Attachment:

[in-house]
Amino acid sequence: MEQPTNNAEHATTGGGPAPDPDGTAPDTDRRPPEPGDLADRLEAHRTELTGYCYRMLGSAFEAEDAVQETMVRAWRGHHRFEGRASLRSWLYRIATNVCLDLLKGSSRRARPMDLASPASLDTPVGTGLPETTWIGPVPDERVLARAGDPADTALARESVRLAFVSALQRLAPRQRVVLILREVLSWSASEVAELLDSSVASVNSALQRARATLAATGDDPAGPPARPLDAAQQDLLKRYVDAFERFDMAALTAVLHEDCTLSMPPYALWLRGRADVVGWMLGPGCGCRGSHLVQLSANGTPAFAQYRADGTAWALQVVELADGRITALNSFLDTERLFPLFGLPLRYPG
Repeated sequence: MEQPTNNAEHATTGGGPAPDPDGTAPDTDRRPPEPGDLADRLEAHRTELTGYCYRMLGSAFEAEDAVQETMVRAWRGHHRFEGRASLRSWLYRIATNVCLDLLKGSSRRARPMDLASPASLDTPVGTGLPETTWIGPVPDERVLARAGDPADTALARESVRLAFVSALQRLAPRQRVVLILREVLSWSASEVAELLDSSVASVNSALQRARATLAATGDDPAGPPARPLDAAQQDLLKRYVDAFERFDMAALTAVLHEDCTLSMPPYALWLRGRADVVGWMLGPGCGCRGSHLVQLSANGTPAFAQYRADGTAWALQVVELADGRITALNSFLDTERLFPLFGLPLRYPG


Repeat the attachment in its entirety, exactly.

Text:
[in-house]
Amino acid sequence: MEQPTNNAEHATTGGGPAPDPDGTAPDTDRRPPEPGDLADRLEAHRTELTGYCYRMLGSAFEAEDAVQETMVRAWRGHHRFEGRASLRSWLYRIATNVCLDLLKGSSRRARPMDLASPASLDTPVGTGLPETTWIGPVPDERVLARAGDPADTALARESVRLAFVSALQRLAPRQRVVLILREVLSWSASEVAELLDSSVASVNSALQRARATLAATGDDPAGPPARPLDAAQQDLLKRYVDAFERFDMAALTAVLHEDCTLSMPPYALWLRGRADVVGWMLGPGCGCRGSHLVQLSANGTPAFAQYRADGTAWALQVVELADGRITALNSFLDTERLFPLFGLPLRYPG
Repeated sequence: MEQPTNNAEHATTGGGPAPDPDGTAPDTDRRPPEPGDLADRLEAHRTELTGYCYRMLGSAFEAEDAVQETMVRAWRGHHRFEGRASLRSWLYRIATNVCLDLLKGSSRRARPMDLASPASLDTPVGTGLPETTWIGPVPDERVLARAGDPADTALARESVRLAFVSALQRLAPRQRVVLILREVLSWSASEVAELLDSSVASVNSALQRARATLAATGDDPAGPPARPLDAAQQDLLKRYVDAFERFDMAALTAVLHEDCTLSMPPYALWLRGRADVVGWMLGPGCGCRGSHLVQLSANGTPAFAQYRADGTAWALQVVELADGRITALNSFLDTERLFPLFGLPLRYPG